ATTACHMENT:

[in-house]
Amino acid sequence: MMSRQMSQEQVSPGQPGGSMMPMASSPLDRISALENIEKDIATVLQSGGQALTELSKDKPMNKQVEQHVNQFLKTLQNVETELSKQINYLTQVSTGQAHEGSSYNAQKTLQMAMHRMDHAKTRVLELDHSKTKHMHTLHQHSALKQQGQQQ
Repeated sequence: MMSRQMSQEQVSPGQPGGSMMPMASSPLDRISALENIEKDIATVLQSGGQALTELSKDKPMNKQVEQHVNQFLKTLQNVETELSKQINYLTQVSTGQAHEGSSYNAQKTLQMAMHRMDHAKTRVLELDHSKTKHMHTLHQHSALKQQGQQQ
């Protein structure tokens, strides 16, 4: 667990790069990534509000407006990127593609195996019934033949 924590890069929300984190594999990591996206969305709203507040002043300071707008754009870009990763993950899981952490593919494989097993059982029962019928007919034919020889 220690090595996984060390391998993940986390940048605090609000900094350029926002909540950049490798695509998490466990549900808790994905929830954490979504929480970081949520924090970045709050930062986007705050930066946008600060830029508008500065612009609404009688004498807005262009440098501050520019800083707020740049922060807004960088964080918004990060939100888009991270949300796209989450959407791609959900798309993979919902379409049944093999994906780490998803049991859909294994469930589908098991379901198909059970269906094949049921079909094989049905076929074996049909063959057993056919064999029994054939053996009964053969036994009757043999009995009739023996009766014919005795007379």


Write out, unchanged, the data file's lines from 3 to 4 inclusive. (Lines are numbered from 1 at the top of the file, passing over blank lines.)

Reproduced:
Repeated sequence: MMSRQMSQEQVSPGQPGGSMMPMASSPLDRISALENIEKDIATVLQSGGQALTELSKDKPMNKQVEQHVNQFLKTLQNVETELSKQINYLTQVSTGQAHEGSSYNAQKTLQMAMHRMDHAKTRVLELDHSKTKHMHTLHQHSALKQQGQQQ
């Protein structure tokens, strides 16, 4: 667990790069990534509000407006990127593609195996019934033949 924590890069929300984190594999990591996206969305709203507040002043300071707008754009870009990763993950899981952490593919494989097993059982029962019928007919034919020889 220690090595996984060390391998993940986390940048605090609000900094350029926002909540950049490798695509998490466990549900808790994905929830954490979504929480970081949520924090970045709050930062986007705050930066946008600060830029508008500065612009609404009688004498807005262009440098501050520019800083707020740049922060807004960088964080918004990060939100888009991270949300796209989450959407791609959900798309993979919902379409049944093999994906780490998803049991859909294994469930589908098991379901198909059970269906094949049921079909094989049905076929074996049909063959057993056919064999029994054939053996009964053969036994009757043999009995009739023996009766014919005795007379």